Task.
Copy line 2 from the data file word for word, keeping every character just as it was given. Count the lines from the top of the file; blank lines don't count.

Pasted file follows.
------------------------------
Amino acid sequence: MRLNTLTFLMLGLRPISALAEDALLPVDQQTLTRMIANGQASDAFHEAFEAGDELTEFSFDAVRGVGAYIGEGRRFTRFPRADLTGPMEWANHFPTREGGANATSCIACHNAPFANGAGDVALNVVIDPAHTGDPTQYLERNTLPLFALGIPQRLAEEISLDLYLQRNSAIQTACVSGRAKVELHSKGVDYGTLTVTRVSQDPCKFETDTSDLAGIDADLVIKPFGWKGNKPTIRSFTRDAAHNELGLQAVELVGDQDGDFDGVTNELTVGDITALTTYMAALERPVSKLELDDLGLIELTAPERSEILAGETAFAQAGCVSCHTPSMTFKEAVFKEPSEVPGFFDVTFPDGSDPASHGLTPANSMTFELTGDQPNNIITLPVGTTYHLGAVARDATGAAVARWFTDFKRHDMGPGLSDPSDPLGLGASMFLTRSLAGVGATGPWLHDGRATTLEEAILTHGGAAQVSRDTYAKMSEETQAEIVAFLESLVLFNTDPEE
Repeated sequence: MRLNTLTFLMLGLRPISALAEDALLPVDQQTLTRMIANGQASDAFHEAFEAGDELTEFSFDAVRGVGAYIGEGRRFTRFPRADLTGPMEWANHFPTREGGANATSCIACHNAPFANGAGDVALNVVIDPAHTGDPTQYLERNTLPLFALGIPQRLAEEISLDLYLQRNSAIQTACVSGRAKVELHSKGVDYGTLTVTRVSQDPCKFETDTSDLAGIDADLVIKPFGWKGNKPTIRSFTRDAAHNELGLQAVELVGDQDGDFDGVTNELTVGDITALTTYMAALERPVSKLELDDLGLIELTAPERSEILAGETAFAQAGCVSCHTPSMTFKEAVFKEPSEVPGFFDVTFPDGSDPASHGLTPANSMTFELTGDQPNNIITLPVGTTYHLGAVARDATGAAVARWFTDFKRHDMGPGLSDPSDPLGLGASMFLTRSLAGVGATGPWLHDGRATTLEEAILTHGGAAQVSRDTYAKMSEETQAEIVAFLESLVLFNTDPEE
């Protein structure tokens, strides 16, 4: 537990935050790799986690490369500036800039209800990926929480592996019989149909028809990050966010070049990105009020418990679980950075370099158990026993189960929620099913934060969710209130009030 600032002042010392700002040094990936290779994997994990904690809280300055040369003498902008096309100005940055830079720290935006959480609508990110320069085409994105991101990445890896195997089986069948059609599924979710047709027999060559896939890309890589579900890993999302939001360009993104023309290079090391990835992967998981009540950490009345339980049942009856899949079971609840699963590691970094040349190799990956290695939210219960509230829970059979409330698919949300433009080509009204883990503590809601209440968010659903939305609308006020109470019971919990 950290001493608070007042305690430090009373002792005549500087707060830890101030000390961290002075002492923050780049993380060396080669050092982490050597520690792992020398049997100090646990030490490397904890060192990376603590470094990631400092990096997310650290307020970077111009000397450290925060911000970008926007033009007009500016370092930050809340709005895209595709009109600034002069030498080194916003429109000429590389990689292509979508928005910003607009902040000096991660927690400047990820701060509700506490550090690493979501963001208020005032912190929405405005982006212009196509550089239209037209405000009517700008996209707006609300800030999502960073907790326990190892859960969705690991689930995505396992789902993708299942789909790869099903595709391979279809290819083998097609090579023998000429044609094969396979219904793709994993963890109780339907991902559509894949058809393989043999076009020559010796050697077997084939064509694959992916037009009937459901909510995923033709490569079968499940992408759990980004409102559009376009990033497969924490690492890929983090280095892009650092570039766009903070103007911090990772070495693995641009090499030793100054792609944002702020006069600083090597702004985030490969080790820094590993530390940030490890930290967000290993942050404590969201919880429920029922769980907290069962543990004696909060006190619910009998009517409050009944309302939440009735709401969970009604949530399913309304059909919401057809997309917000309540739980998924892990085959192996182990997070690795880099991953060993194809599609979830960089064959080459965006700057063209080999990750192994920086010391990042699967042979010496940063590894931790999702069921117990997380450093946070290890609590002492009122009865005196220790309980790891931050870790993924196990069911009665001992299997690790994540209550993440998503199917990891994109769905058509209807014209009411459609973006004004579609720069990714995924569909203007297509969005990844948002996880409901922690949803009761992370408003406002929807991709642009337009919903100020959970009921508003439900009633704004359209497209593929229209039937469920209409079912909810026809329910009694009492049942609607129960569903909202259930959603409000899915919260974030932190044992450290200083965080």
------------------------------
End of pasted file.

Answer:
Repeated sequence: MRLNTLTFLMLGLRPISALAEDALLPVDQQTLTRMIANGQASDAFHEAFEAGDELTEFSFDAVRGVGAYIGEGRRFTRFPRADLTGPMEWANHFPTREGGANATSCIACHNAPFANGAGDVALNVVIDPAHTGDPTQYLERNTLPLFALGIPQRLAEEISLDLYLQRNSAIQTACVSGRAKVELHSKGVDYGTLTVTRVSQDPCKFETDTSDLAGIDADLVIKPFGWKGNKPTIRSFTRDAAHNELGLQAVELVGDQDGDFDGVTNELTVGDITALTTYMAALERPVSKLELDDLGLIELTAPERSEILAGETAFAQAGCVSCHTPSMTFKEAVFKEPSEVPGFFDVTFPDGSDPASHGLTPANSMTFELTGDQPNNIITLPVGTTYHLGAVARDATGAAVARWFTDFKRHDMGPGLSDPSDPLGLGASMFLTRSLAGVGATGPWLHDGRATTLEEAILTHGGAAQVSRDTYAKMSEETQAEIVAFLESLVLFNTDPEE